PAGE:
Almost as soon as he set foot on the campus of Iowa State University as a freshman, Sam Kramer became interested in biodiesel production and use. ISU has a robust biodiesel program, complete with a small reactor and unique “BioBus” club.
“My passion for biodiesel comes from my drive to improve my surroundings,” Kramer said. “Biodiesel production at Iowa State takes cumbersome waste cooking oil and replaces it with a product that mitigates greenhouse emissions, helping more than just the Ames community.”
The ISU biodiesel process starts by collecting used cooking oil from the cafeteria via the “Super Sucker,” a large propane tank on a trolley equipped with a pump. You might think the freshman would be delegated to collect the grease, but instead, they had the job of designing an up-scaled version of this system based on the previous design. Kramer and his team completed it after two semesters of work.
The production process continues, in abbreviated steps, with drying, testing, reacting and re-drying. The students then check their biodiesel with Environmental Health and Safety before it goes on to fuel the local college busing system, called CyRide.
Some missteps kept the club out of the lab and unable to produce biodiesel for more than a year, but Kramer says they learned and didn’t give up. The students elected Kramer to the position of BioBus President in 2018.
“I set to work recruiting a new cast of excited members, and we returned to our lab,” he said. “We faced challenges in getting familiar with our system and some unexpected malfunctions, but with persistence we successfully renewed our production of biodiesel.”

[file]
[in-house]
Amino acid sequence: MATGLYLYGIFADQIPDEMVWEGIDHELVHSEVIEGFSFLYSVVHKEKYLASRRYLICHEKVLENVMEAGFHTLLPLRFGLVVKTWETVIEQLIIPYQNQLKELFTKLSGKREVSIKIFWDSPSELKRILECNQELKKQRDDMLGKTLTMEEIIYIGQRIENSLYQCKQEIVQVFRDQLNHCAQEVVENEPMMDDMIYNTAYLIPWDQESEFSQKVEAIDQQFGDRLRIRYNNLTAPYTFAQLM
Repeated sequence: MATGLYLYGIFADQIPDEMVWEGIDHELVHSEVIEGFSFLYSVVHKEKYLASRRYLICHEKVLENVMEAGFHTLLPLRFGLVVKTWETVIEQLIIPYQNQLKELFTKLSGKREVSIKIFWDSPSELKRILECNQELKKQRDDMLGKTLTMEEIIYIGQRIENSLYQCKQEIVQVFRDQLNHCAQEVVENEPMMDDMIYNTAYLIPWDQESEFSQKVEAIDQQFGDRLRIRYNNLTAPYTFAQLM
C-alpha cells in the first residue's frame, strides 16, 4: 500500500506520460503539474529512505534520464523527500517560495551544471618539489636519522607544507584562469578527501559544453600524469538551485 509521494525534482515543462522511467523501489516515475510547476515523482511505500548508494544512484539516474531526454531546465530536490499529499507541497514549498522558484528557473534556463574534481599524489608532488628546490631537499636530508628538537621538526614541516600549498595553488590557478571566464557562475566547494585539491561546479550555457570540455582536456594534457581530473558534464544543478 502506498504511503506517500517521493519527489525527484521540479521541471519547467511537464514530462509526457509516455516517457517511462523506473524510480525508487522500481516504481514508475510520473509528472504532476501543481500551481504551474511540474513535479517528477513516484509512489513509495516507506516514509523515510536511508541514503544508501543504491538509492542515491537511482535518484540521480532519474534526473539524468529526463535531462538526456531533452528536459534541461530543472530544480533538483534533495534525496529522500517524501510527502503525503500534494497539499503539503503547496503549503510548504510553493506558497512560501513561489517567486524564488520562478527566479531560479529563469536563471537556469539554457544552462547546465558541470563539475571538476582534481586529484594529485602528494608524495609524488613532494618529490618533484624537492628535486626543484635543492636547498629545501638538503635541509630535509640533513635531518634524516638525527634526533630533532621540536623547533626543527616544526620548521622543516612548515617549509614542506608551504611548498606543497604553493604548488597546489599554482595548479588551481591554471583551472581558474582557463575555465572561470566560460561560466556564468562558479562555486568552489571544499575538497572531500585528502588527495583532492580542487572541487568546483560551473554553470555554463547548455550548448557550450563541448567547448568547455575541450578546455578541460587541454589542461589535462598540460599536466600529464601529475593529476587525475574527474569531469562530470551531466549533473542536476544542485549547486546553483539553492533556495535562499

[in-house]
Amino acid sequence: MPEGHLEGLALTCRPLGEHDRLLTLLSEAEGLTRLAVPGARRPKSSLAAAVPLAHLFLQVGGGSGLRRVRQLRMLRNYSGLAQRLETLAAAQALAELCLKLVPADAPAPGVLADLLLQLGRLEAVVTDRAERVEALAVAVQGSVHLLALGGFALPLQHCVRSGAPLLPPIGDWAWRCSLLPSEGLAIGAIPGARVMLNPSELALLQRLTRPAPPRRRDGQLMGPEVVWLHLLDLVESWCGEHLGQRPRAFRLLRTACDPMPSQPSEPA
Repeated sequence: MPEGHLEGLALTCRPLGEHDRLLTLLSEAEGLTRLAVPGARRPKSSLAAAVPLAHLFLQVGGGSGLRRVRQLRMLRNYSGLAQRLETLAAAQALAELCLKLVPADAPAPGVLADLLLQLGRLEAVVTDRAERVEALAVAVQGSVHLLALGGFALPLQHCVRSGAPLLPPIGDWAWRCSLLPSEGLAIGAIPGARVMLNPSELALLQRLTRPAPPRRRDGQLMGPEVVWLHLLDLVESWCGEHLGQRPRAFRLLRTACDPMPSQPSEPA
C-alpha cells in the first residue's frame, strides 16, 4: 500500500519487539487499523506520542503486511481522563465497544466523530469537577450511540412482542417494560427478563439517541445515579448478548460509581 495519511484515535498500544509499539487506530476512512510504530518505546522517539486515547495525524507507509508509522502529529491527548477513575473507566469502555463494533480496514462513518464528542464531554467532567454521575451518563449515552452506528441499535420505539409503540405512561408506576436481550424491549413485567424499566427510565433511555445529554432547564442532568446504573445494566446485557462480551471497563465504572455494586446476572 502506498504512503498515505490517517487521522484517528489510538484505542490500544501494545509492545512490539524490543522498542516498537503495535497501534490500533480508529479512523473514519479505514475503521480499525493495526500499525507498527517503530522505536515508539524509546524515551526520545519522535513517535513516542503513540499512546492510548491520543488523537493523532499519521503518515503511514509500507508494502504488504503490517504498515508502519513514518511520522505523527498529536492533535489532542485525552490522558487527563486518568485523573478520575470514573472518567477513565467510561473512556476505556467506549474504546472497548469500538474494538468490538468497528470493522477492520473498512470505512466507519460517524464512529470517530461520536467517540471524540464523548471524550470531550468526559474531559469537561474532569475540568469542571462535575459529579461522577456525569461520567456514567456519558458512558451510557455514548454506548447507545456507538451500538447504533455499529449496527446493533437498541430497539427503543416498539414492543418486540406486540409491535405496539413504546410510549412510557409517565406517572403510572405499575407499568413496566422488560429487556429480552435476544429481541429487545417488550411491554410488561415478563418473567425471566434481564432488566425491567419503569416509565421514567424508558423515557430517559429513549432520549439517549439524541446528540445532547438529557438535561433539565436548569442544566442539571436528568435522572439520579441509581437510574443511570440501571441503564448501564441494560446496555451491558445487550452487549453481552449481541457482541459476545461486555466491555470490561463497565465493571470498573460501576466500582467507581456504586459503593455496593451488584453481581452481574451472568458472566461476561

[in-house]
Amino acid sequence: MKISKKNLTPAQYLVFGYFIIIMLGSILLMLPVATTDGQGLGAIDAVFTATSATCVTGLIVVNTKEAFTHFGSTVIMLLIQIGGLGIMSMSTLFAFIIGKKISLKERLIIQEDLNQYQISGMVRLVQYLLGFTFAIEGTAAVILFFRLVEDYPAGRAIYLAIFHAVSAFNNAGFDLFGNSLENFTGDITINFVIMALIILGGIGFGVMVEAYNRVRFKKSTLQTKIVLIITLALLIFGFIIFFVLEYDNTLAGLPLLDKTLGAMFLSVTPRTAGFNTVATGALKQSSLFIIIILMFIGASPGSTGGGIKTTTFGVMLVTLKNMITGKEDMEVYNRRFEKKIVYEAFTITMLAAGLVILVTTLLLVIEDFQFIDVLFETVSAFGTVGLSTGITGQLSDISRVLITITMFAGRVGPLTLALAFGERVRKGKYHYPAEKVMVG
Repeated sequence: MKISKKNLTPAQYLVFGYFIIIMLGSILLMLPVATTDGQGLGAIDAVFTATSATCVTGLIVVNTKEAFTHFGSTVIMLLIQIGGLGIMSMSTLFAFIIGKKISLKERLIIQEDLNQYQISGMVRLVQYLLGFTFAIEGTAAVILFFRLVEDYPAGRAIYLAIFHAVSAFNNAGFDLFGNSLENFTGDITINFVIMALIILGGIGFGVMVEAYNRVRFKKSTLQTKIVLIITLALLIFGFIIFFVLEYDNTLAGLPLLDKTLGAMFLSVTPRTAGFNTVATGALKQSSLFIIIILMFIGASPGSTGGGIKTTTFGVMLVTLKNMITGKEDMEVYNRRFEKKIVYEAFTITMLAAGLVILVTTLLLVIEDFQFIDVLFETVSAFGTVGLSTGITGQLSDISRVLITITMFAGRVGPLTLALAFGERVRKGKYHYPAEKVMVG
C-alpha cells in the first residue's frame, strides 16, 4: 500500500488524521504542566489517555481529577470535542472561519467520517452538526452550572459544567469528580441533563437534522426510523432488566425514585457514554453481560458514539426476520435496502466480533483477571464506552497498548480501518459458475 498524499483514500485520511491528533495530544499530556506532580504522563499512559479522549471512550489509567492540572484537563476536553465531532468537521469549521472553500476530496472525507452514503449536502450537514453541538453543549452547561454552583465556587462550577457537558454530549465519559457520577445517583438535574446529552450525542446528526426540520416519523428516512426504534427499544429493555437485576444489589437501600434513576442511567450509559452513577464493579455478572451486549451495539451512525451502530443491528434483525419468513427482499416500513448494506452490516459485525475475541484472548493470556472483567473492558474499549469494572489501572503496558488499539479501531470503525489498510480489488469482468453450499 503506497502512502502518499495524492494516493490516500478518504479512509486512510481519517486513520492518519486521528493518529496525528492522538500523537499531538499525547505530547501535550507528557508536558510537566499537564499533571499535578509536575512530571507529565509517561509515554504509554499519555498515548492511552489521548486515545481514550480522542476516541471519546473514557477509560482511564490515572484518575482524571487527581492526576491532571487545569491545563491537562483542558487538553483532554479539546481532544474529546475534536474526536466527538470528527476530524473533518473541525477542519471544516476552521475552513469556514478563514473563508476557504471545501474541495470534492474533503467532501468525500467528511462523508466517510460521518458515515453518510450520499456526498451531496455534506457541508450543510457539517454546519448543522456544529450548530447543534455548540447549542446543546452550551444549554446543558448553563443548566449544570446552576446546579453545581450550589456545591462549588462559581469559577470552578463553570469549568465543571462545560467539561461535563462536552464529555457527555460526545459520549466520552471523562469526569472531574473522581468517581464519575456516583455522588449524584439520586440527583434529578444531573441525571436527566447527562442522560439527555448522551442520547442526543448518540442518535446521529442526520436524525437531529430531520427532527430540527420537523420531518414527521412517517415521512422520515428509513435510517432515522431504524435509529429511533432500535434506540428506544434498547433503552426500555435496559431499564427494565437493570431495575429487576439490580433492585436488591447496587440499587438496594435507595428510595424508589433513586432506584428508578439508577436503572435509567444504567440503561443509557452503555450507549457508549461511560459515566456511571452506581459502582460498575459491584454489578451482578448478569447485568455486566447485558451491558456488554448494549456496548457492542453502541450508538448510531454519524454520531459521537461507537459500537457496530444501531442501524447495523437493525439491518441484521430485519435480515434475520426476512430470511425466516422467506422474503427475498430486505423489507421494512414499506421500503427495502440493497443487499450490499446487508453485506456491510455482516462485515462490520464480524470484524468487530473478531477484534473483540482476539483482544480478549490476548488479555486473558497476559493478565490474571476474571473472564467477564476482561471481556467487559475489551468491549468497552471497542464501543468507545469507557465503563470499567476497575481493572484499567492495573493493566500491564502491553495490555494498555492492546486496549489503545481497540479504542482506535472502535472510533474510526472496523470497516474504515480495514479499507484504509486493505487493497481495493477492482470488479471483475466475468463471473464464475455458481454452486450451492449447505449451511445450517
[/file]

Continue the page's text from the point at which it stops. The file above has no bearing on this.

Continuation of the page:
As President of BioBus, Kramer ensured that club members were up to date on safety trainings, taught new members about the biodiesel production process, informed members about the structure of the biodiesel economy, and initiated communications between the advisors, graduate students and other involved parties.
“The BioBus Club sparks interest in renewable energy and gives young engineering students hands-on experience,” he said. “The world needs more capable and caring engineers, and our work yields such.”
In 2019, Kramer was invited to the National Biodiesel Conference & Expo in San Diego.
“Attending the National Biodiesel Conference was an incredible experience, and gave me more insights into the economics, logistics, policy, and physical behavior of biodiesel than I ever thought was possible,” he said. “It felt like jumping into a pool and barely dipping my toes in at the same time. Now, my desire is to see how much more I can learn about this industry going forward.”
Kramer also works at a small Iowa company called ARTi, which takes excess biomass and feedstock and converts it into biochar through pyrolysis. Biochar is a compound which reduces carbon, making it useful as a field additive, filter and more. The company was founded by Bernardo del Campo – one of four original co-chairs of the Next Generation Scientists for Biodiesel in 2009!
From Biodiesel Magazine